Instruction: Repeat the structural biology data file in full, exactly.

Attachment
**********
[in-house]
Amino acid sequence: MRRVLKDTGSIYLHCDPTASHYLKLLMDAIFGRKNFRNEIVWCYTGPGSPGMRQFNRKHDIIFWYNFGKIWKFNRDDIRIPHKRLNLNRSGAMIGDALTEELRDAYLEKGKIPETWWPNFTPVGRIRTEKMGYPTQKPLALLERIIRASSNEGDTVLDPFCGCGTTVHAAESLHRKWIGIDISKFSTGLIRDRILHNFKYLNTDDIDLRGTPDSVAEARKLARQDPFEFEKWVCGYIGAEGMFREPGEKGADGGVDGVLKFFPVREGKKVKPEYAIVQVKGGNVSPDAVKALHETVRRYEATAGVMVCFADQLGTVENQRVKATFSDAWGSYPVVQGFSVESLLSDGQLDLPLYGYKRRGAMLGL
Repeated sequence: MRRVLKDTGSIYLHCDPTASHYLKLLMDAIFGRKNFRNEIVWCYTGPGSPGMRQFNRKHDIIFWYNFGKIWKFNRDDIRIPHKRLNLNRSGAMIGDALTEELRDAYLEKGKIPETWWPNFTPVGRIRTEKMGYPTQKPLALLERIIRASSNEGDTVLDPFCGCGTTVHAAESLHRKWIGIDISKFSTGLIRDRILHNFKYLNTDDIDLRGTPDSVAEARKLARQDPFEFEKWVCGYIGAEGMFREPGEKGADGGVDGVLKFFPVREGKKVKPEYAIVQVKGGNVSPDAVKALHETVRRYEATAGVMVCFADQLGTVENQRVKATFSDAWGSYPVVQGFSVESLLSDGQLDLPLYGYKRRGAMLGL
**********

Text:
[in-house]
Amino acid sequence: MRRVLKDTGSIYLHCDPTASHYLKLLMDAIFGRKNFRNEIVWCYTGPGSPGMRQFNRKHDIIFWYNFGKIWKFNRDDIRIPHKRLNLNRSGAMIGDALTEELRDAYLEKGKIPETWWPNFTPVGRIRTEKMGYPTQKPLALLERIIRASSNEGDTVLDPFCGCGTTVHAAESLHRKWIGIDISKFSTGLIRDRILHNFKYLNTDDIDLRGTPDSVAEARKLARQDPFEFEKWVCGYIGAEGMFREPGEKGADGGVDGVLKFFPVREGKKVKPEYAIVQVKGGNVSPDAVKALHETVRRYEATAGVMVCFADQLGTVENQRVKATFSDAWGSYPVVQGFSVESLLSDGQLDLPLYGYKRRGAMLGL
Repeated sequence: MRRVLKDTGSIYLHCDPTASHYLKLLMDAIFGRKNFRNEIVWCYTGPGSPGMRQFNRKHDIIFWYNFGKIWKFNRDDIRIPHKRLNLNRSGAMIGDALTEELRDAYLEKGKIPETWWPNFTPVGRIRTEKMGYPTQKPLALLERIIRASSNEGDTVLDPFCGCGTTVHAAESLHRKWIGIDISKFSTGLIRDRILHNFKYLNTDDIDLRGTPDSVAEARKLARQDPFEFEKWVCGYIGAEGMFREPGEKGADGGVDGVLKFFPVREGKKVKPEYAIVQVKGGNVSPDAVKALHETVRRYEATAGVMVCFADQLGTVENQRVKATFSDAWGSYPVVQGFSVESLLSDGQLDLPLYGYKRRGAMLGL